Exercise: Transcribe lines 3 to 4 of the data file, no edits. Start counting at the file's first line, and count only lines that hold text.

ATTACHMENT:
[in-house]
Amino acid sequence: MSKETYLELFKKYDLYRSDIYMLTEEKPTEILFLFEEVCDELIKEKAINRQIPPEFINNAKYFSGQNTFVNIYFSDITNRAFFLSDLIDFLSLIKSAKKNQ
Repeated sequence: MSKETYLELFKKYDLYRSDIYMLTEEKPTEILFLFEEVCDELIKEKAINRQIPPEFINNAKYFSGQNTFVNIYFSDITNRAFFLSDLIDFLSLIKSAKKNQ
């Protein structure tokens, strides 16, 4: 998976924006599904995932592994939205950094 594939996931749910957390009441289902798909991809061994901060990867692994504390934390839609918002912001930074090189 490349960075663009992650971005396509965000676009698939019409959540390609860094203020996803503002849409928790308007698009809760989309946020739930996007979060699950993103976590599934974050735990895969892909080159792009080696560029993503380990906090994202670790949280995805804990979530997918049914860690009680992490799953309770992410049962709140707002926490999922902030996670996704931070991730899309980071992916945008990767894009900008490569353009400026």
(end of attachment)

Repeated sequence: MSKETYLELFKKYDLYRSDIYMLTEEKPTEILFLFEEVCDELIKEKAINRQIPPEFINNAKYFSGQNTFVNIYFSDITNRAFFLSDLIDFLSLIKSAKKNQ
């Protein structure tokens, strides 16, 4: 998976924006599904995932592994939205950094 594939996931749910957390009441289902798909991809061994901060990867692994504390934390839609918002912001930074090189 490349960075663009992650971005396509965000676009698939019409959540390609860094203020996803503002849409928790308007698009809760989309946020739930996007979060699950993103976590599934974050735990895969892909080159792009080696560029993503380990906090994202670790949280995805804990979530997918049914860690009680992490799953309770992410049962709140707002926490999922902030996670996704931070991730899309980071992916945008990767894009900008490569353009400026």